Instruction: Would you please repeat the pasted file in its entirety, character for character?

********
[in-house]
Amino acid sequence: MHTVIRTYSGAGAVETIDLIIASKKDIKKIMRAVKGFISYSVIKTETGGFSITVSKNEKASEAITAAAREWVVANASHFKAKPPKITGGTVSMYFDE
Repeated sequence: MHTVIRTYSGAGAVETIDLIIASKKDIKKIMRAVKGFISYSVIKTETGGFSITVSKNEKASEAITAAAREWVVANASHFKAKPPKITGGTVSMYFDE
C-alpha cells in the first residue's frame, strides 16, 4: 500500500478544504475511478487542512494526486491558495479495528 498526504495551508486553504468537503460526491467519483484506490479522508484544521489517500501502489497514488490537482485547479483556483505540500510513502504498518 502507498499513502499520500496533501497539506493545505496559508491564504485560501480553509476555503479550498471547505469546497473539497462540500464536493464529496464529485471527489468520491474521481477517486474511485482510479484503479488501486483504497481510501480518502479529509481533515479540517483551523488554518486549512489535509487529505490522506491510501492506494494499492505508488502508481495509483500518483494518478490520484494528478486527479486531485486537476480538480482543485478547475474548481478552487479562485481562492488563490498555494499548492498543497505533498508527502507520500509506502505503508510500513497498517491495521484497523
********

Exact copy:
[in-house]
Amino acid sequence: MHTVIRTYSGAGAVETIDLIIASKKDIKKIMRAVKGFISYSVIKTETGGFSITVSKNEKASEAITAAAREWVVANASHFKAKPPKITGGTVSMYFDE
Repeated sequence: MHTVIRTYSGAGAVETIDLIIASKKDIKKIMRAVKGFISYSVIKTETGGFSITVSKNEKASEAITAAAREWVVANASHFKAKPPKITGGTVSMYFDE
C-alpha cells in the first residue's frame, strides 16, 4: 500500500478544504475511478487542512494526486491558495479495528 498526504495551508486553504468537503460526491467519483484506490479522508484544521489517500501502489497514488490537482485547479483556483505540500510513502504498518 502507498499513502499520500496533501497539506493545505496559508491564504485560501480553509476555503479550498471547505469546497473539497462540500464536493464529496464529485471527489468520491474521481477517486474511485482510479484503479488501486483504497481510501480518502479529509481533515479540517483551523488554518486549512489535509487529505490522506491510501492506494494499492505508488502508481495509483500518483494518478490520484494528478486527479486531485486537476480538480482543485478547475474548481478552487479562485481562492488563490498555494499548492498543497505533498508527502507520500509506502505503508510500513497498517491495521484497523